EMPIRE ESSAY: Forbidden Planet Review

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When Adams and his crew are sent to investigate the silence from a planet inhabited by scientists, he finds all but two have died. Dr. Morbius and his daughter Altaira have somehow survived a hideous monster which roams the planet. Unknown to Adams, Morbius has made a discovery, and has no intention of sharing it with anyone.


For an American moviegoer in 1956 the opening minutes of Forbidden Planet must have been extremely comforting. While other science fiction films of the era rode the Cold War paranoia wave prevalent at the time (The Thing From Another World, Invasion Of The Bodysnatchers and Invaders From Mars to name but three) Forbidden Planet firmly established a future for America that many people at the time harboured severe doubts it had.

A voice-over informs us that "By 2200 AD they had reached the other planets of our solar system, almost at once there followed the discovery of hyperdrive... And so at last mankind began the conquest and colonisation of deep space." And as we are introduced to the crew-cutted crew of the United Planets Space Cruiser C577-D we are left in no doubt whatsoever as to which country has pioneered this impressive expansion. From global policeman to galactic frontiersman it seems that America is set to triumph and prosper well into the future. Sing hosanna and break out the sasparella and apple pie! Plus, of course, a thinly-veiled ya-boo sucks to you Ivan.

It's hardly any wonder that, on the surface at least, Forbidden Planet is a futuristic fanfare for America. The studio that produced it, MGM, was among the most fervidly patriotic of the Hollywood majors, delivering American family value fayre like Mickey Rooney's stultifyingly wholesome Andy Hardy series and spectacular though vacuous musical extravaganzas such as Ziegfeld Follies. However, although at first glance the film (famously and pretty loosely based on The Tempest) is a tale of American derring do and scientific smarts triumphing over adversity on the new interstellar frontier, deep in its psyche it's something much more intelligent, prophetic and terrifying: nothing less, in fact, than a Promethean exploration of the dangers of technology out of control and its capacity to destroy its creators. It's a theme picked up in the 60s and 70s by films as diverse as 2001: A Space Odyssey, The Terminal Man and Westworld, and it remains frighteningly prescient in light of 21st century anxieties over AI and genetic modification. And all, believe it or not, from the guy who directed Lassie Come Home.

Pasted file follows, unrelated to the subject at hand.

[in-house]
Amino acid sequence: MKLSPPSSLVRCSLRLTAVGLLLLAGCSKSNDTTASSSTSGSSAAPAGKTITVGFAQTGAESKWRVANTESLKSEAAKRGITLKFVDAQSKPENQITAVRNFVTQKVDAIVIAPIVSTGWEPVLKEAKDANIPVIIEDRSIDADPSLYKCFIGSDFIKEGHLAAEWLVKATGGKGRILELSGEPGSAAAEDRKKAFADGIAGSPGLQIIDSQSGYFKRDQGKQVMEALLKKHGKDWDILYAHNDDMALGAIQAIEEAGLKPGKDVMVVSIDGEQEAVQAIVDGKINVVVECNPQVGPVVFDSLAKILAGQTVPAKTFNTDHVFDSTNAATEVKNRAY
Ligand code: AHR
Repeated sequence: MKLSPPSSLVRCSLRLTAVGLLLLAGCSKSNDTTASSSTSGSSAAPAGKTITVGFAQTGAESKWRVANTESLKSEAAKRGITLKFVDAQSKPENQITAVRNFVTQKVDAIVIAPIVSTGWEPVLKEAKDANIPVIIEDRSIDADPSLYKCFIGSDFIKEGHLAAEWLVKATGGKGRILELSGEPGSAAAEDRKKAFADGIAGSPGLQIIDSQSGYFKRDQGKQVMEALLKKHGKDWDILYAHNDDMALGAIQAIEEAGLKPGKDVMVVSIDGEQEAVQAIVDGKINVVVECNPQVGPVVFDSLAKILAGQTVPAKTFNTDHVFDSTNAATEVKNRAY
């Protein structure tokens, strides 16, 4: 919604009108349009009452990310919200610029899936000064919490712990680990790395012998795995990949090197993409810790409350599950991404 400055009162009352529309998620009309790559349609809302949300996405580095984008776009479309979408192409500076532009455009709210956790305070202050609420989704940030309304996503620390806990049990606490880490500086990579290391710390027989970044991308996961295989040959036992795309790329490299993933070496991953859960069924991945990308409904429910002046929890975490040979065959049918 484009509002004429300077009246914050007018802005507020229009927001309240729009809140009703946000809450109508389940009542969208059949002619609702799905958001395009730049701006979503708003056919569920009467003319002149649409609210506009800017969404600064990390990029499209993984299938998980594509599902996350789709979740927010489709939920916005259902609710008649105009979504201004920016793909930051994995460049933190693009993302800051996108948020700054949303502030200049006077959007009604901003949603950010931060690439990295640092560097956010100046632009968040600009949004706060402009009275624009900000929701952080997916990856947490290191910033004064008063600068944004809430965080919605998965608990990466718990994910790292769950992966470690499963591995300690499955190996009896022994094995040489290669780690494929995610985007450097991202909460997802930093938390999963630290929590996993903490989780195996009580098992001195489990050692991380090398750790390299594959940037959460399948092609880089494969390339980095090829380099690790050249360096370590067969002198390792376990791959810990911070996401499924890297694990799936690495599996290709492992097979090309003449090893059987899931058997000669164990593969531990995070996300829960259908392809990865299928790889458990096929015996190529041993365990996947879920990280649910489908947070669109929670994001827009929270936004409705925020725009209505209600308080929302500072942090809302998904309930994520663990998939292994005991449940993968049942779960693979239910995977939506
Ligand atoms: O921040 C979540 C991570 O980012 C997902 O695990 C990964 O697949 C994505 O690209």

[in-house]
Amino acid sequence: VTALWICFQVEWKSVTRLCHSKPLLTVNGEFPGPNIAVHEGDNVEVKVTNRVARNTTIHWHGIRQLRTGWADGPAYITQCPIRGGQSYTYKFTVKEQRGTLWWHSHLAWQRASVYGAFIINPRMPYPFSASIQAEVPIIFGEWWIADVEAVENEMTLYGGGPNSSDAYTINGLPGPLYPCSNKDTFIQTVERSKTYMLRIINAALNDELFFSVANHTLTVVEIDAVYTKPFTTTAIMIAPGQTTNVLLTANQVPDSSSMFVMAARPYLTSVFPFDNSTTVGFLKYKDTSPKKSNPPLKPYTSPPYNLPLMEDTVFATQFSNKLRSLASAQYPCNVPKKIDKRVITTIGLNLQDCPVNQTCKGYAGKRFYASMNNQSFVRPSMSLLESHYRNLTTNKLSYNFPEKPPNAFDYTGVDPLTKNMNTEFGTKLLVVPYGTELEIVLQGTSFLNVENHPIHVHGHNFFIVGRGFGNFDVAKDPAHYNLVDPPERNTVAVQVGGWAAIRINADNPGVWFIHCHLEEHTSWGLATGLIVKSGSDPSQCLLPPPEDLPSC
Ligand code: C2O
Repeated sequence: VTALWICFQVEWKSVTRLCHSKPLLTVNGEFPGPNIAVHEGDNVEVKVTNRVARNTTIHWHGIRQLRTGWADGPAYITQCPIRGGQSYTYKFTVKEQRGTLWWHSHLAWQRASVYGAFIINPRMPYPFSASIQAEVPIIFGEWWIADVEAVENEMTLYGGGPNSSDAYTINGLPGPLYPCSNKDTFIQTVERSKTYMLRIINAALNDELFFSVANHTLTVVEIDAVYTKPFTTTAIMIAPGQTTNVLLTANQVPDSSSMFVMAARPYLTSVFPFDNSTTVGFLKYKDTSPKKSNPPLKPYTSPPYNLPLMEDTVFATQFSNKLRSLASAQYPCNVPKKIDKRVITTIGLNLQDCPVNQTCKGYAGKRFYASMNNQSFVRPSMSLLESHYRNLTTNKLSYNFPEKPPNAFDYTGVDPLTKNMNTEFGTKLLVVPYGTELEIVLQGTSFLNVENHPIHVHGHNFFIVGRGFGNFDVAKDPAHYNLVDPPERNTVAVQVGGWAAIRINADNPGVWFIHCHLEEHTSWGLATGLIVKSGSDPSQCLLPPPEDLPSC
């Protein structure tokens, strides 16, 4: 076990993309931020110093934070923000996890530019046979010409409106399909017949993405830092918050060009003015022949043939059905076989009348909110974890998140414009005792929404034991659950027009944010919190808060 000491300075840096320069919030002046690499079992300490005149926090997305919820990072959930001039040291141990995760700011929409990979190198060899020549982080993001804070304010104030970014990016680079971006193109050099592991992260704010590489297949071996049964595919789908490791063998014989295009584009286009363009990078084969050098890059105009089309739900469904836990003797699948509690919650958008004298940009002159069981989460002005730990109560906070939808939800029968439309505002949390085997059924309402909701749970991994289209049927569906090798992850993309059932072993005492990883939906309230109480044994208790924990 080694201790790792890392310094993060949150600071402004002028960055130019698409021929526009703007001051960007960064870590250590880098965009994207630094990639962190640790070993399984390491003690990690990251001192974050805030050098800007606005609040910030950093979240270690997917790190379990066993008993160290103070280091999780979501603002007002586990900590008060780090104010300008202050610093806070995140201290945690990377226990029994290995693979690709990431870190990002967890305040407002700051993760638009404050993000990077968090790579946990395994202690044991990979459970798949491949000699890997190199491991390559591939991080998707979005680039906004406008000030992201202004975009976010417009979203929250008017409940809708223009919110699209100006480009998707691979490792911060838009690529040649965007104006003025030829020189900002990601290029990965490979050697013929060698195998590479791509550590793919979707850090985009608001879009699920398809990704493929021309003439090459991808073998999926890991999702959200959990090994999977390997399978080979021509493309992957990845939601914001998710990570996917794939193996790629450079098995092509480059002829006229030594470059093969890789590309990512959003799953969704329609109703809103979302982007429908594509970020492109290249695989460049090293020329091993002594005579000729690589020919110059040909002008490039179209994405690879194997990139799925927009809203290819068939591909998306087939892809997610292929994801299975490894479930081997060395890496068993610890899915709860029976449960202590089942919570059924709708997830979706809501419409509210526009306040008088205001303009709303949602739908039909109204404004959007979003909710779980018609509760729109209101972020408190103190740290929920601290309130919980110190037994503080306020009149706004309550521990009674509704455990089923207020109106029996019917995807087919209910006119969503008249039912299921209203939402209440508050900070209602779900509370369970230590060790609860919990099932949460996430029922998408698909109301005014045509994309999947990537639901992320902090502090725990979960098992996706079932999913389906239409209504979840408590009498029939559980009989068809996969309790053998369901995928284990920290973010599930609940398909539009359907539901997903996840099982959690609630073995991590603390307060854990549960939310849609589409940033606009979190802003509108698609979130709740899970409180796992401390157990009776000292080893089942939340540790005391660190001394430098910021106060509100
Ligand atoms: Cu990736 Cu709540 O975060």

Space Cruiser C577-D's mission is to search for survivors of the spaceship Bellerephon which crashed on deserted planet Altair-4 two decades earlier. However, when Commander Adams (Leslie Neilson before discovering that spoof-heavy comedy was his true metier) and his crew arrive they are greeted less than enthusiastically by Dr. Morbius, played with true mad-scientist verve by Walter Pidgeon, although his daughter Altaria (Anne Francis) is more curious about the delivery of interstellar beefcake; in one classic scene a frustrated Commander Adams bemoans her effect on his sex-starved crew, "Oh get out of here before I have you run out of the area under guard... and then I'll put more guards on the guards!" he wails.

Morbius reveals that Altair-4 was previously occupied by a super-intelligent race, the Krell, who have not only provided the designs for the amazing robot Robby (who would become the main poster image for the movie and a celebrity in his own right, making many personal appearances and popping up, much later, on an episode of Mork And Mindy voiced, weirdly enough, by Roddy McDowall) but have left massive laboratories that the good doctor has been fooling around in. As the cruiser is repeatedly attacked by a mysterious invisible force — "monsters from the id" — it eventually emerges that the fantastic power of the alien technology has liberated Morbius's subconscious from his teeming noggin and sent it on the rampage.

Forbidden Planet has its weaknesses. Hume's dialogue often creaks horribly, while Neilson and Francis are a couple so wooden you get the impression that if they ever did do the nasty the resultant progeny would resemble Pinnochio. The cutting edge special effects and cavernous sets influenced numerous other films including Star Wars. Robby, the robot with a personality, is an obvious ancestor of C-3PO while the concept of a militarised United Planets would mutate into Star Trek's starfleet.

The soundtrack (of rather "electronic tonalities by Lois and Bebe Barren") comprises the first use of electronic music in a mainstream film and Cedric Gibbons and Arthur Loneran's sumptuous production design makes excellent use of Technicolor (hey, a green sky... we must be in outer space!). But it is the movie's theme, that even at the heart of a Promethean exploration of technology out of control and its capacity to destroy its creators an advanced, technological society (precisely what America believed itself to be with it's endless supply of "clean" nuclear power and a plastics-powered consumer boom) lurks the base nature of humanity that finally distinguishes it as a major work. And one that delivers a timely lesson in the decade that used science to invent aerosol cheese.

The film's amazing strengths easily outweigh the odd outbreak of hammery.